"My daughter is 11 years old.The boys and the girls at school call her names that shouldn't even exist. They tell her she's ugly, that her face is like a pancake smothered in poop. They have created a 'We hate Brittany' club. I tell myself all the time -- 'this has to stop. And it has to stop now. Today.' But it never does."
Since Manitoba's religious schools receive over 50 per cent of their funding from the province, they are all being mandated to comply with the proposed legislation: Bill 18 -- required to implement an anti-bullying strategy that includes gay-straight alliances. Our rights cannot exist in a vacuum, isolated from the reality around them. Rights engage with other rights. Not only does our Charter have a built-in provision to permit the limiting of rights in certain situations, but also, the transactional nature of our public lives dictates that different rights will come into contact other rights. Those who oppose Bill 18 should read the Charter in its entirety; it doesn't stop at freedom of religion, nor is there a hierarchy of rights.
Looking back, I'm proud to say I never bullied anyone, but I'm a little regretful I didn't step in to try to help the kids who were being harassed. Of course, any young person reading this post knows this is much easier said than done. Helping out a kid who's being targeted could potentially turn the bullies onto you, right? But I encourage you to somehow find the courage to try.
Cody Simpson is not your stereotypical teen star -- self-entitled or shrouded in scandal. Cody is thoughtful and genuine. Even after his rise to super pop stardom, 3.4 million Twitter followers and a sold-out "Welcome to Paradise" headline tour, Cody still travels with his Dad -- he is, after all, just 15 years old.
The anxiety and depression that resulted from cyber-bullying were too much for Amanda Todd, resulting in her suicide. And yet a large faction of the public, is reticent to the notion of legislating on this issue. In an interview Christy Clark made it clear that her preferred avenue to combat bullying is through education and not legislation. I am unable to comprehend why education and legislation have to be mutually exclusive, but perhaps when the next teen commits suicide, I can have Christy explain it to me. We have attempted to educate children on the detrimental effects of bullying, and yet, they do not seem to be learning. Perhaps it is time we change the lesson plan.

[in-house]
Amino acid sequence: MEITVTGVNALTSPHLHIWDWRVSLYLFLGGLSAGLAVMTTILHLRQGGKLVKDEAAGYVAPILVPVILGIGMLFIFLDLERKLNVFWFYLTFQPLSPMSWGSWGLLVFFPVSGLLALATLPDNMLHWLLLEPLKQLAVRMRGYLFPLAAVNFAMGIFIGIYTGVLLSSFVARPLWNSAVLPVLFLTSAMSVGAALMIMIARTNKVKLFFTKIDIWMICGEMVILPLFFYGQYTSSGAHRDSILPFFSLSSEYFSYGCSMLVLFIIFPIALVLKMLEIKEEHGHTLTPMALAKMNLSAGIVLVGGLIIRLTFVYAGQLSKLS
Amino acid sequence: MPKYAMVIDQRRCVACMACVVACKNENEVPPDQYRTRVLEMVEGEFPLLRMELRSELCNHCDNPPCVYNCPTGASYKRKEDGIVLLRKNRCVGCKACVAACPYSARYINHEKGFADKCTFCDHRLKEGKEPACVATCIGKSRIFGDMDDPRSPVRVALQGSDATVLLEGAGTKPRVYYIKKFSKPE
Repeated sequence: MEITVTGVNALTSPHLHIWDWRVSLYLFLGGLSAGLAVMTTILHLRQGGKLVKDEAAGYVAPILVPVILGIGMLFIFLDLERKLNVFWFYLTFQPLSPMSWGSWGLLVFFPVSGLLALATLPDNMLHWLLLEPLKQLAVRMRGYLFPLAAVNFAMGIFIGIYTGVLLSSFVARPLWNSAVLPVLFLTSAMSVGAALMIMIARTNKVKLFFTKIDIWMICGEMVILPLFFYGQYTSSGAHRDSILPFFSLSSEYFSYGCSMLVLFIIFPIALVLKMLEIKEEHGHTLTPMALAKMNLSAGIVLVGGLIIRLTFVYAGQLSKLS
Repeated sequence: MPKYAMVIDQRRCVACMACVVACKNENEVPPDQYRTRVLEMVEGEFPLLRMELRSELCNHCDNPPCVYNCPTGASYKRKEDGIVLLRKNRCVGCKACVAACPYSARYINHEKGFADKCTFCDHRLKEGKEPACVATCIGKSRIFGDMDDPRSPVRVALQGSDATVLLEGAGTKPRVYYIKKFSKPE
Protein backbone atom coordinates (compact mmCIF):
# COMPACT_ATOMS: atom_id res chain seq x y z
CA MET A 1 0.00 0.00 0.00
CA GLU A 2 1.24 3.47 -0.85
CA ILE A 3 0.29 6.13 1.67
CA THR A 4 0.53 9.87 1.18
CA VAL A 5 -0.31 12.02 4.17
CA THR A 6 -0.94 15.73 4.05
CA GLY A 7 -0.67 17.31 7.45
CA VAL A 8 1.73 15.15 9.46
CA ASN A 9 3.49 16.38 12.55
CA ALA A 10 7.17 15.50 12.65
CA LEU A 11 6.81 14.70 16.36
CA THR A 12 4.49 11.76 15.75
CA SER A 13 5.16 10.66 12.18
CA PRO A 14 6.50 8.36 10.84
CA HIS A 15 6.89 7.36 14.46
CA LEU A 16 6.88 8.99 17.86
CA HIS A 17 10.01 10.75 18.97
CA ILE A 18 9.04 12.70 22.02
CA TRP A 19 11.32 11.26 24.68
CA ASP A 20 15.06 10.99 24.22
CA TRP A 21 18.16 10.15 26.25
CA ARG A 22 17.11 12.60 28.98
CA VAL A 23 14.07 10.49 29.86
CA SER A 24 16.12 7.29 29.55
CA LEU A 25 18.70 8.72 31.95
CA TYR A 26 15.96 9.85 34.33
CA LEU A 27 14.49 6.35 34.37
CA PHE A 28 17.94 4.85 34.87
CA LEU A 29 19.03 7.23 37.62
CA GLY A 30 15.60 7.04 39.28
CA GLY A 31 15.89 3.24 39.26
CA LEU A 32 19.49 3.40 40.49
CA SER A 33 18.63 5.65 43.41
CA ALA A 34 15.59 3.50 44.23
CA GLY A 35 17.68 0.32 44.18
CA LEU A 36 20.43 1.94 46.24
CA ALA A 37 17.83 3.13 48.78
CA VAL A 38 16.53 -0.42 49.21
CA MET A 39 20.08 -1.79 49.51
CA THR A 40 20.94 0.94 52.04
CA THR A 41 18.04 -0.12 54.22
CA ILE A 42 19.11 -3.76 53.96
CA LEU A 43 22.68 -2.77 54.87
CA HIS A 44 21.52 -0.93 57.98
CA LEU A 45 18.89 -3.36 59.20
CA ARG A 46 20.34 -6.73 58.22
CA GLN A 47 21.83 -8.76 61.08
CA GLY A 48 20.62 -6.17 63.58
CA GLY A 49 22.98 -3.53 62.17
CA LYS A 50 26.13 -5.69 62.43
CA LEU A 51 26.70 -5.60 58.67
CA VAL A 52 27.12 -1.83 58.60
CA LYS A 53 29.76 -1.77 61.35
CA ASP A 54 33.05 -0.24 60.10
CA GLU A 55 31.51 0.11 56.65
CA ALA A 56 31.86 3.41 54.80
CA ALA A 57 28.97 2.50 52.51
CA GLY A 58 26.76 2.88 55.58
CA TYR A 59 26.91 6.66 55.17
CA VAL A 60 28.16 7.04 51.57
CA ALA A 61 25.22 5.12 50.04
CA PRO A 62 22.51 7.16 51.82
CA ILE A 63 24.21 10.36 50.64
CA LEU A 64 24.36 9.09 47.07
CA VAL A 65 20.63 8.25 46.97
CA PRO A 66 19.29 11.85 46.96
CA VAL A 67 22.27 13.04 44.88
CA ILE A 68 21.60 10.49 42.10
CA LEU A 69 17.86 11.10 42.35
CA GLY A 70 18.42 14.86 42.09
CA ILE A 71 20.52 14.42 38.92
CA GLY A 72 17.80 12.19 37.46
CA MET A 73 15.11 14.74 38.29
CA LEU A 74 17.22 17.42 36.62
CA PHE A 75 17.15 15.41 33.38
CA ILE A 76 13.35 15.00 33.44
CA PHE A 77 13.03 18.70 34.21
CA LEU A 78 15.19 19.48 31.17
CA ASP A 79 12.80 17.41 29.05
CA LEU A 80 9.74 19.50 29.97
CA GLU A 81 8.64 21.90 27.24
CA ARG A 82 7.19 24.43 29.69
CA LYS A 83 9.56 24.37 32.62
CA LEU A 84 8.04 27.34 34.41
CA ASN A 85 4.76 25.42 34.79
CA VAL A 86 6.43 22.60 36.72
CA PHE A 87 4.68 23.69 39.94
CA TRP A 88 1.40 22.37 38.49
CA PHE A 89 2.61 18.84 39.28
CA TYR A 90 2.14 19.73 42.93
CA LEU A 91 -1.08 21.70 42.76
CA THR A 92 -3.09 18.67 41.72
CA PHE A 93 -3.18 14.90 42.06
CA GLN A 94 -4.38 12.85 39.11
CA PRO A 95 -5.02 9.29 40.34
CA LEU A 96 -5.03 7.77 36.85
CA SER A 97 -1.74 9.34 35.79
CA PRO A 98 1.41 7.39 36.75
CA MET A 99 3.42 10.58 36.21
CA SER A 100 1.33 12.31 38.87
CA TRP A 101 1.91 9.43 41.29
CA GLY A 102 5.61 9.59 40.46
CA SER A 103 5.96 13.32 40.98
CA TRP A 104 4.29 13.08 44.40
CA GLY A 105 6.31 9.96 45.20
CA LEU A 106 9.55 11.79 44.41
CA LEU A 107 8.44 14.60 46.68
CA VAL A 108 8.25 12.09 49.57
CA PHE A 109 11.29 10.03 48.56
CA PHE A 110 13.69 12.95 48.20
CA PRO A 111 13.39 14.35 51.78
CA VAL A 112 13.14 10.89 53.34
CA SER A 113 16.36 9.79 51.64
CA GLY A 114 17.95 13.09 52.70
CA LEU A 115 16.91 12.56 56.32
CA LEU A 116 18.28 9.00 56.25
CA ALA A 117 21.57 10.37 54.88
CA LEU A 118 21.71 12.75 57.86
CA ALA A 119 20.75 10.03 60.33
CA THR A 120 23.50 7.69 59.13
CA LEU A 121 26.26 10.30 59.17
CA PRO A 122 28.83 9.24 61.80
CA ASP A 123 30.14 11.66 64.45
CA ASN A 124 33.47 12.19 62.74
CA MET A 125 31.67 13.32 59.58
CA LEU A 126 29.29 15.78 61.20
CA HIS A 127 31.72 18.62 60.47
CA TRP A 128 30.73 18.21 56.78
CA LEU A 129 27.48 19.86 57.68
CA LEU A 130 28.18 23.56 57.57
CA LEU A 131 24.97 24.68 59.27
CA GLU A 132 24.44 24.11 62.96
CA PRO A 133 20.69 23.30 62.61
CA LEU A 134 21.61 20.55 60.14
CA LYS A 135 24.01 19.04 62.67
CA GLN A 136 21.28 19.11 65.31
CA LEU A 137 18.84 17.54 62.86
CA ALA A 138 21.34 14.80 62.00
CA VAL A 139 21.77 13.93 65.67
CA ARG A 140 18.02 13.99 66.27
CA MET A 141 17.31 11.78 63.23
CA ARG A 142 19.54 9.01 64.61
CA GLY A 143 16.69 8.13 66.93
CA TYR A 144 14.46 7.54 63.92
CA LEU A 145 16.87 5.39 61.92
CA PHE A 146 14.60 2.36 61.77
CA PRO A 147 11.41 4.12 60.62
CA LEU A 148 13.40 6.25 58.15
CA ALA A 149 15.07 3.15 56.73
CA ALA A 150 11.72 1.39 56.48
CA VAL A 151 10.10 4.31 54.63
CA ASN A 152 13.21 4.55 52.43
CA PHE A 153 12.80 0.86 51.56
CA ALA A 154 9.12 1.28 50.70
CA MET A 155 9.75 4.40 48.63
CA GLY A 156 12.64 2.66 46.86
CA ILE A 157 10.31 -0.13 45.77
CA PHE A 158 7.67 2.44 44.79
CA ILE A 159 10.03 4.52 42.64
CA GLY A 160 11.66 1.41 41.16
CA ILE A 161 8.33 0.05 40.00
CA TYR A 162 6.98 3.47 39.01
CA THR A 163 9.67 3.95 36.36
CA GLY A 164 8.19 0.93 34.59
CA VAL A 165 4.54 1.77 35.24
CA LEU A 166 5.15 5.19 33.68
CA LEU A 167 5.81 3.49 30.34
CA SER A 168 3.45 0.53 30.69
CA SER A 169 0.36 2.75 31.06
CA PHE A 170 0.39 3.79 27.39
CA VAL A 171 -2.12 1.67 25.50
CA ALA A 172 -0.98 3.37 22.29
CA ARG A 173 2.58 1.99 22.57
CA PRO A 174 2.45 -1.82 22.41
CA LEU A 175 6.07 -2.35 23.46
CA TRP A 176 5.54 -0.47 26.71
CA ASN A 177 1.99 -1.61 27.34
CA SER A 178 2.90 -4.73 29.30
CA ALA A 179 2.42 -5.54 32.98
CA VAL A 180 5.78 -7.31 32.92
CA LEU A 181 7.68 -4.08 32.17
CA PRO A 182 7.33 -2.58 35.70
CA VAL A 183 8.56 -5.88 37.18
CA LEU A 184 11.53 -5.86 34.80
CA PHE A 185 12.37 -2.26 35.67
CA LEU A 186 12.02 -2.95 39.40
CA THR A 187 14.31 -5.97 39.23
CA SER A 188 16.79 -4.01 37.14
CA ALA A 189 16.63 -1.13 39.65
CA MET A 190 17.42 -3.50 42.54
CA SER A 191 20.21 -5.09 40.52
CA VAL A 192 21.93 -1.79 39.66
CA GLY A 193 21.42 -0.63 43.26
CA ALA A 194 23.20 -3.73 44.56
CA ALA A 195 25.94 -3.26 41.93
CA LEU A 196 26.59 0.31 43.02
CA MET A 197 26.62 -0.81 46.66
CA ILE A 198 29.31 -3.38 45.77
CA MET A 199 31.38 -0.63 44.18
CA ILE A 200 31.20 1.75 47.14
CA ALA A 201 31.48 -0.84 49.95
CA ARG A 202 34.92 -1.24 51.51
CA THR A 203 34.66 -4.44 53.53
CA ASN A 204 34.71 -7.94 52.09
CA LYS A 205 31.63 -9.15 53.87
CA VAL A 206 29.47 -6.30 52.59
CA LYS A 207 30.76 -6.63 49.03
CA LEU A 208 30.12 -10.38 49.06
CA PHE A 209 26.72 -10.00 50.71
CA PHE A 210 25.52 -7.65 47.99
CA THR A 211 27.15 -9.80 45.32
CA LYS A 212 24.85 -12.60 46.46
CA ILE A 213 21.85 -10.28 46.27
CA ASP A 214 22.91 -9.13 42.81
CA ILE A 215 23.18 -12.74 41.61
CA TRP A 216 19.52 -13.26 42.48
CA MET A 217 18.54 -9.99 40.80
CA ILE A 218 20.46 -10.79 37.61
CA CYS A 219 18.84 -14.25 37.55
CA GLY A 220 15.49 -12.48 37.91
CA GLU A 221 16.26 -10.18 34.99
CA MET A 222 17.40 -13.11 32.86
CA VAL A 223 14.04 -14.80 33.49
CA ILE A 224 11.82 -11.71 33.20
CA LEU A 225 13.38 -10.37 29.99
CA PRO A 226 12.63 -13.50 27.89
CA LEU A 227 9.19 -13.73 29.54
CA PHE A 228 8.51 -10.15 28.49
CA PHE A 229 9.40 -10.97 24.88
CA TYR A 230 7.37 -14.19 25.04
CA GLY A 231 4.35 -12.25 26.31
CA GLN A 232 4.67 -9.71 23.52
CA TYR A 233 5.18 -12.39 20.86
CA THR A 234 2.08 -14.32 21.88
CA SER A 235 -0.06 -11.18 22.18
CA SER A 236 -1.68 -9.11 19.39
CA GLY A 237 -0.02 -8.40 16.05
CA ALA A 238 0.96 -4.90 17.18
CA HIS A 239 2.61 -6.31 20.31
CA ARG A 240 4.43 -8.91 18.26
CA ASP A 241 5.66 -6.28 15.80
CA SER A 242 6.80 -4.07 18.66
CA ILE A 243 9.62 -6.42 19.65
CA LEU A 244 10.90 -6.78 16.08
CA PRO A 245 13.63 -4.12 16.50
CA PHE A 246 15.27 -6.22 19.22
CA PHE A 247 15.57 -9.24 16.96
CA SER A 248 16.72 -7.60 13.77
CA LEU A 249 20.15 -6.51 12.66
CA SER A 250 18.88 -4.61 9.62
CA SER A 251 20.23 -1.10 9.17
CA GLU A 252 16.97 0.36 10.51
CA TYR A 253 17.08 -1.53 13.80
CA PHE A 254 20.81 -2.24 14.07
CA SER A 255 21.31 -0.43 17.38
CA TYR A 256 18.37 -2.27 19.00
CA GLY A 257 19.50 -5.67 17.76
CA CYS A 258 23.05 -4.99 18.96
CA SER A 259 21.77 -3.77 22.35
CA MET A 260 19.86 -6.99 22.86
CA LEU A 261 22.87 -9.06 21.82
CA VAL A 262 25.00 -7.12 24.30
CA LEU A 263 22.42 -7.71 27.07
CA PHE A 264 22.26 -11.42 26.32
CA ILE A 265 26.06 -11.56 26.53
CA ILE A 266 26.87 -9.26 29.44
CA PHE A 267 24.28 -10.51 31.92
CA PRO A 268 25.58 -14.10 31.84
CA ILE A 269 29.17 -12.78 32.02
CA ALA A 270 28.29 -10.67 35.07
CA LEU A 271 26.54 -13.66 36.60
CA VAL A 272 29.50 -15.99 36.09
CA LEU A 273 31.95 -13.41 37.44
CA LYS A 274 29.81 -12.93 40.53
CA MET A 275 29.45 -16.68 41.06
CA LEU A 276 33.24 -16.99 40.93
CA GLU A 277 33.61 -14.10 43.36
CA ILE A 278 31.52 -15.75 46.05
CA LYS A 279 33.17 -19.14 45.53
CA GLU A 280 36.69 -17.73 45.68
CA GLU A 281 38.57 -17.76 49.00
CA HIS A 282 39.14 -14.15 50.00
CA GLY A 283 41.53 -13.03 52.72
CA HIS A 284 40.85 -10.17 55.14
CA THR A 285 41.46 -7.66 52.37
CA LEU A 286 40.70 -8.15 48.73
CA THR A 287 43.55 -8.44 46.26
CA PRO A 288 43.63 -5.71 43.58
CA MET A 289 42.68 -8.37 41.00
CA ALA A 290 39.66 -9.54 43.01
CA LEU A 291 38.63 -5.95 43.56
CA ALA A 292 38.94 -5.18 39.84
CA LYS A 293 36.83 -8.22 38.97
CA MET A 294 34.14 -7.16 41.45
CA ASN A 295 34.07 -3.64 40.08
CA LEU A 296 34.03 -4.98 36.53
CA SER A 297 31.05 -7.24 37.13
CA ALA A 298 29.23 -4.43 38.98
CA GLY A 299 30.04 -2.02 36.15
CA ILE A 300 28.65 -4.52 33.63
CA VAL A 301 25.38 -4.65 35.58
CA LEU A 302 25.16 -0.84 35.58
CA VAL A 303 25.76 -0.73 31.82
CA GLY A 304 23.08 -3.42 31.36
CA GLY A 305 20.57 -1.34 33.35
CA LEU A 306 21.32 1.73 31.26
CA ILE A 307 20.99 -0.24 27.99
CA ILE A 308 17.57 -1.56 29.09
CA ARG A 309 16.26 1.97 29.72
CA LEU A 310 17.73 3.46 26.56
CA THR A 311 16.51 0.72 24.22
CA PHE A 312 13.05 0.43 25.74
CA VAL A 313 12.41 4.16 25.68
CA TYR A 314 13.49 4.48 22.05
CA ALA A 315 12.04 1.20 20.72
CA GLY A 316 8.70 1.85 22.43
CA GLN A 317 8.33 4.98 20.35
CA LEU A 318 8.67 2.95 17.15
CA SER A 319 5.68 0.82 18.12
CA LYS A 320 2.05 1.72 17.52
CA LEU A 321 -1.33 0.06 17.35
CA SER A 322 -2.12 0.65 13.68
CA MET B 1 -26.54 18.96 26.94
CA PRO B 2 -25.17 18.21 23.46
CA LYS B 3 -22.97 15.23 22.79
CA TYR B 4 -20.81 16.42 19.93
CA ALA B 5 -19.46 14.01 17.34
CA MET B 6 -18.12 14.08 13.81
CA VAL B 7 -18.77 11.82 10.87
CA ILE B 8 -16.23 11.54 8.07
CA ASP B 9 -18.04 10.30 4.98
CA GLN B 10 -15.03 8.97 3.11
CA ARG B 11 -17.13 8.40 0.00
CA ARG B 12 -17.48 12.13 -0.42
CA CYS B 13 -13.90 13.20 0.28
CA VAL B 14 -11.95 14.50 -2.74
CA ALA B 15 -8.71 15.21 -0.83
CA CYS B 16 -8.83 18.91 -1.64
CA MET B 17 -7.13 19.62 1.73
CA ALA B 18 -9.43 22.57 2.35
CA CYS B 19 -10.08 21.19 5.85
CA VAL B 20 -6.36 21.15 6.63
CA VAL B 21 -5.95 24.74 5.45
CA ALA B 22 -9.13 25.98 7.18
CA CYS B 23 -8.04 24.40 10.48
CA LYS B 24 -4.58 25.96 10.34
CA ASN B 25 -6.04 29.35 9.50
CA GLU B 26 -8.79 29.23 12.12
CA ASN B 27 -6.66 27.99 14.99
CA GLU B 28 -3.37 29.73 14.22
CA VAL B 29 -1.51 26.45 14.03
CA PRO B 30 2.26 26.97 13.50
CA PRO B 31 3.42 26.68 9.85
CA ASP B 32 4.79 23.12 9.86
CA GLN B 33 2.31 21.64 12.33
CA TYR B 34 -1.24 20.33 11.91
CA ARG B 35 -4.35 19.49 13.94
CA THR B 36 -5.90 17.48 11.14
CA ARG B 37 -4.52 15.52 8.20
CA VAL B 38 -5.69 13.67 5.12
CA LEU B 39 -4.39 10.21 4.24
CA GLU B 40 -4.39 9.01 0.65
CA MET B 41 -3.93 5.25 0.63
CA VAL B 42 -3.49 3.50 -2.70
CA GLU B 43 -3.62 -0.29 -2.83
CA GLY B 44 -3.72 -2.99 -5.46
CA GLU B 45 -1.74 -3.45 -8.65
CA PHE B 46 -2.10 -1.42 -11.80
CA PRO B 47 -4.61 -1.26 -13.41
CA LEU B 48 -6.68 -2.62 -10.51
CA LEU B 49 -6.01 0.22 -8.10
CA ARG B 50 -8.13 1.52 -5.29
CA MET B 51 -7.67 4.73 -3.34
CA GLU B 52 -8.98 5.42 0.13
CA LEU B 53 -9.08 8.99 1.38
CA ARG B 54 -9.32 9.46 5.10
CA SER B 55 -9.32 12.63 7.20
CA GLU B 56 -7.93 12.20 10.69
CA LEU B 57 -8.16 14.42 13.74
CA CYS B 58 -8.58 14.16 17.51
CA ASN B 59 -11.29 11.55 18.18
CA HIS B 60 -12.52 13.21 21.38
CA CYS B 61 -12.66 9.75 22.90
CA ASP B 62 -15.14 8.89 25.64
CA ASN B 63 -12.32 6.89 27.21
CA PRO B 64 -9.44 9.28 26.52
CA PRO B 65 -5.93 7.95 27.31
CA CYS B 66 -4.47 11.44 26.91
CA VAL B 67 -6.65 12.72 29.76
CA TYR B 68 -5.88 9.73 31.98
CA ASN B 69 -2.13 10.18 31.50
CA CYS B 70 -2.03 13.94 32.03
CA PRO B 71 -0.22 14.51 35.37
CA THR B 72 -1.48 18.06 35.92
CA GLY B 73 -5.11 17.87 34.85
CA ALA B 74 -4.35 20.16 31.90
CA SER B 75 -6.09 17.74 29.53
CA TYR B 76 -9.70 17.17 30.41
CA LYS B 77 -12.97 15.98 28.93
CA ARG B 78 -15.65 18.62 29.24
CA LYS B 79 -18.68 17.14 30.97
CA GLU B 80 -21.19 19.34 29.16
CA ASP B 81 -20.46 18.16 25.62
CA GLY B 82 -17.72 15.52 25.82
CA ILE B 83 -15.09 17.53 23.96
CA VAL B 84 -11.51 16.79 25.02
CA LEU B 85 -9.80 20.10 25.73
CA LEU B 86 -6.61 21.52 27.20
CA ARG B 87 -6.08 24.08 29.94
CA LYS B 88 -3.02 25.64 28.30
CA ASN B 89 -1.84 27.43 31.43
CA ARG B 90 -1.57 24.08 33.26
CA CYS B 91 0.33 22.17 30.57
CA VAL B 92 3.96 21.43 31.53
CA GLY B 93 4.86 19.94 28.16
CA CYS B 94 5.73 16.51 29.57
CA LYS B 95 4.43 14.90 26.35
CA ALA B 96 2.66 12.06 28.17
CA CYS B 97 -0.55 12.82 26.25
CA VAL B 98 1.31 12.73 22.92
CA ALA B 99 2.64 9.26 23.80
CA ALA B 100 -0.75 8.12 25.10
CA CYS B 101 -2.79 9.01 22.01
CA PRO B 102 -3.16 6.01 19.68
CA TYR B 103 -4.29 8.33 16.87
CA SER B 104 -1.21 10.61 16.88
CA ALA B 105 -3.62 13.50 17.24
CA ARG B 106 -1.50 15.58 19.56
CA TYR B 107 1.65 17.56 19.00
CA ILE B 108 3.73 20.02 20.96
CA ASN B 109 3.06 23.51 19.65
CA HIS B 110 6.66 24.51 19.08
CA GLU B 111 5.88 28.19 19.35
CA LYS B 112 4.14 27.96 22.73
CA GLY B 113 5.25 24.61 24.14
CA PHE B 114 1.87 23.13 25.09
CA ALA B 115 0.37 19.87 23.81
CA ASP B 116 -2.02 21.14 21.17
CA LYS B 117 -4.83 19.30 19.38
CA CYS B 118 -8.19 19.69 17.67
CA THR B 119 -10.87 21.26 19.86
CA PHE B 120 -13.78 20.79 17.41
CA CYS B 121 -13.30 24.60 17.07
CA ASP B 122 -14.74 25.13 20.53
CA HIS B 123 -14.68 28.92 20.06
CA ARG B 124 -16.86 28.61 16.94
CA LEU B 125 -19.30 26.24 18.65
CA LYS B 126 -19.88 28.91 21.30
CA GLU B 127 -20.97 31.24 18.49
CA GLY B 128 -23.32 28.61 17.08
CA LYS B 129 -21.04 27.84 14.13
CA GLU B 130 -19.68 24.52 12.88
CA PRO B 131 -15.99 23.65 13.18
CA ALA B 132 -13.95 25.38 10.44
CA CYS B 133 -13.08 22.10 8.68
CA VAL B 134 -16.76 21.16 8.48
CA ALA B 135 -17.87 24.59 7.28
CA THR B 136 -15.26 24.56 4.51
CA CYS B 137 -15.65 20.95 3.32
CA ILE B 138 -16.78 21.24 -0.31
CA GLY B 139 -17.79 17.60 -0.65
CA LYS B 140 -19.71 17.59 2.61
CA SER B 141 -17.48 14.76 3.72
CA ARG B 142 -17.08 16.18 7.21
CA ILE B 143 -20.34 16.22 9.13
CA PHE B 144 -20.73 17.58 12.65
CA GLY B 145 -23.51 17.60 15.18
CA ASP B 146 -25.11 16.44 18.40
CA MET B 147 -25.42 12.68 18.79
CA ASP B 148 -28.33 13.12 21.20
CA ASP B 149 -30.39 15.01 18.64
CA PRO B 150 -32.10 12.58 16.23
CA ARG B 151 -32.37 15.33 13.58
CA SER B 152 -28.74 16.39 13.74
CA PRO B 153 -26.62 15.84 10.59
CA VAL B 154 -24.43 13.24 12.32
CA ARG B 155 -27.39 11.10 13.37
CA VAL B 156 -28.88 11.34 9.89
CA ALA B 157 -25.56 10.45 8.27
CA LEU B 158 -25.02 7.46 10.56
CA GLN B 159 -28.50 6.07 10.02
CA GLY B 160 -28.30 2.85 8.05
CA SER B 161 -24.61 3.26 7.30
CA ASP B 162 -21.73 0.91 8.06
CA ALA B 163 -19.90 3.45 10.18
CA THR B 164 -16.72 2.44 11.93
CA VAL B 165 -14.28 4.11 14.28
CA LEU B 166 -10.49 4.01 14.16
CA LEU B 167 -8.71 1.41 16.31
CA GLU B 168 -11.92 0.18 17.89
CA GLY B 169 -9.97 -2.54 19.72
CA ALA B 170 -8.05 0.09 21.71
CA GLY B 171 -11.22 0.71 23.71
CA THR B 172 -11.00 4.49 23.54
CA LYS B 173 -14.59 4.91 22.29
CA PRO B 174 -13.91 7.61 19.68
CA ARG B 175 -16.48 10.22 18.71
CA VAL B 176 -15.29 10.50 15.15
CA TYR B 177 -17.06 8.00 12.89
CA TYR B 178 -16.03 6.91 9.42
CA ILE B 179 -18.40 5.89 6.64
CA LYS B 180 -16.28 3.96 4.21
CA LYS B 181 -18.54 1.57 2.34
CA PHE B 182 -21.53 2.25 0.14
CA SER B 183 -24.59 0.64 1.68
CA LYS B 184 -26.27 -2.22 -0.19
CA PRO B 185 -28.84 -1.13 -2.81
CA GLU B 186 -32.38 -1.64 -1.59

October is anti-bullying month and the beauty and fashion community is doing something about it. If you read tabloids and devour articles about your favorite celeb's weight gain, cellulite, and acne you are part of the bullying. While I get you may still buy that magazine, you can help innocent kids get comfort when they are bullied. How? By shopping of course. Here are some fab products so you can do your part.
There's a reason kids tend to not speak up about bullying, which is that doing so will most likely result in further bullying. A better plan of action is to teach your kids how to fight back. There are a lot of losers out there and one must learn to live with the losers because they are for some unexplainable reason a part of life. This approach offers the added bonus of serving your child well as he or she eventually grows to become a working stiff and undoubtedly encounters adult jerks, like that useless lump of a coworker who resorts to insults to overcompensate for his lack of intellect and ability.
Craig and Marc Kielburger are founders of Free The Children and Me to We, a social enterprise. They are authors of "The World Needs Your Kid: Raising ...
Charles McVety is concerned about how a Muslim teacher may feel enforcing the anti-bullying policies. McVety is now speaking out for Muslims? Is this the same Charles McVety who welcomed conservative Dutch politician Geert Wilders to Canada and called Islam a danger? My Islamic values teach me to embrace pluralism and that Allah loves us all -- gay or straight.